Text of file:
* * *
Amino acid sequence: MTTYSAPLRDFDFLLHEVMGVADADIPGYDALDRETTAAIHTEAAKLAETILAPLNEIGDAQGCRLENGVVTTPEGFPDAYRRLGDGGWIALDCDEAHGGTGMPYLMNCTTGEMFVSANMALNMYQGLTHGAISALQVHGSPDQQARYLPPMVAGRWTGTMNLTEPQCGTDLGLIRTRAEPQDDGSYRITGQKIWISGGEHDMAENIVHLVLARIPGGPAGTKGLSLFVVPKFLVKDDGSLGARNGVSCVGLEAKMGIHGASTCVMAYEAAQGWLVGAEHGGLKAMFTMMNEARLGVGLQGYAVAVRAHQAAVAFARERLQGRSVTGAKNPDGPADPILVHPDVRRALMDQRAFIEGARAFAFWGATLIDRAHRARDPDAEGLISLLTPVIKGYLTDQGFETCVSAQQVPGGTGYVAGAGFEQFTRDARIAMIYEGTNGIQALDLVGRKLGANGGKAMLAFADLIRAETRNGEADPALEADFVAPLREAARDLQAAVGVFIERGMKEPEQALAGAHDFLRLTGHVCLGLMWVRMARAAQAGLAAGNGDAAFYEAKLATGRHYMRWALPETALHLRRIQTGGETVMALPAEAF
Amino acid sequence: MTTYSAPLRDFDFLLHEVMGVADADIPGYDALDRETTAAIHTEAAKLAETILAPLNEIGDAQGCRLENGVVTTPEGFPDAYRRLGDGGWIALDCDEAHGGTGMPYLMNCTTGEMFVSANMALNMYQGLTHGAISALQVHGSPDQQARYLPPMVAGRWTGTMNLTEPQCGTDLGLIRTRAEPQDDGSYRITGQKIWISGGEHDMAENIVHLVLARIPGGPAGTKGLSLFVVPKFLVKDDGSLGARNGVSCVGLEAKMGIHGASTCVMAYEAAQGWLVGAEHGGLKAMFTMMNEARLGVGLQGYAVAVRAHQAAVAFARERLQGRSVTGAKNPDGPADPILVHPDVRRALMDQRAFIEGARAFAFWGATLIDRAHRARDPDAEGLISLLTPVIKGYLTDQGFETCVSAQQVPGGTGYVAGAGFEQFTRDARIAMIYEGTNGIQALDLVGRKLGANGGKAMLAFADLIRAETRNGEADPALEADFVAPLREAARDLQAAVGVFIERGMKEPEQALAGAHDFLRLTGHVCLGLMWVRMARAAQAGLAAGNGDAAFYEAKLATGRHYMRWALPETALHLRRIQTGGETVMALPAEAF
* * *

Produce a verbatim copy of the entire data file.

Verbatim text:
Amino acid sequence: MTTYSAPLRDFDFLLHEVMGVADADIPGYDALDRETTAAIHTEAAKLAETILAPLNEIGDAQGCRLENGVVTTPEGFPDAYRRLGDGGWIALDCDEAHGGTGMPYLMNCTTGEMFVSANMALNMYQGLTHGAISALQVHGSPDQQARYLPPMVAGRWTGTMNLTEPQCGTDLGLIRTRAEPQDDGSYRITGQKIWISGGEHDMAENIVHLVLARIPGGPAGTKGLSLFVVPKFLVKDDGSLGARNGVSCVGLEAKMGIHGASTCVMAYEAAQGWLVGAEHGGLKAMFTMMNEARLGVGLQGYAVAVRAHQAAVAFARERLQGRSVTGAKNPDGPADPILVHPDVRRALMDQRAFIEGARAFAFWGATLIDRAHRARDPDAEGLISLLTPVIKGYLTDQGFETCVSAQQVPGGTGYVAGAGFEQFTRDARIAMIYEGTNGIQALDLVGRKLGANGGKAMLAFADLIRAETRNGEADPALEADFVAPLREAARDLQAAVGVFIERGMKEPEQALAGAHDFLRLTGHVCLGLMWVRMARAAQAGLAAGNGDAAFYEAKLATGRHYMRWALPETALHLRRIQTGGETVMALPAEAF
Amino acid sequence: MTTYSAPLRDFDFLLHEVMGVADADIPGYDALDRETTAAIHTEAAKLAETILAPLNEIGDAQGCRLENGVVTTPEGFPDAYRRLGDGGWIALDCDEAHGGTGMPYLMNCTTGEMFVSANMALNMYQGLTHGAISALQVHGSPDQQARYLPPMVAGRWTGTMNLTEPQCGTDLGLIRTRAEPQDDGSYRITGQKIWISGGEHDMAENIVHLVLARIPGGPAGTKGLSLFVVPKFLVKDDGSLGARNGVSCVGLEAKMGIHGASTCVMAYEAAQGWLVGAEHGGLKAMFTMMNEARLGVGLQGYAVAVRAHQAAVAFARERLQGRSVTGAKNPDGPADPILVHPDVRRALMDQRAFIEGARAFAFWGATLIDRAHRARDPDAEGLISLLTPVIKGYLTDQGFETCVSAQQVPGGTGYVAGAGFEQFTRDARIAMIYEGTNGIQALDLVGRKLGANGGKAMLAFADLIRAETRNGEADPALEADFVAPLREAARDLQAAVGVFIERGMKEPEQALAGAHDFLRLTGHVCLGLMWVRMARAAQAGLAAGNGDAAFYEAKLATGRHYMRWALPETALHLRRIQTGGETVMALPAEAF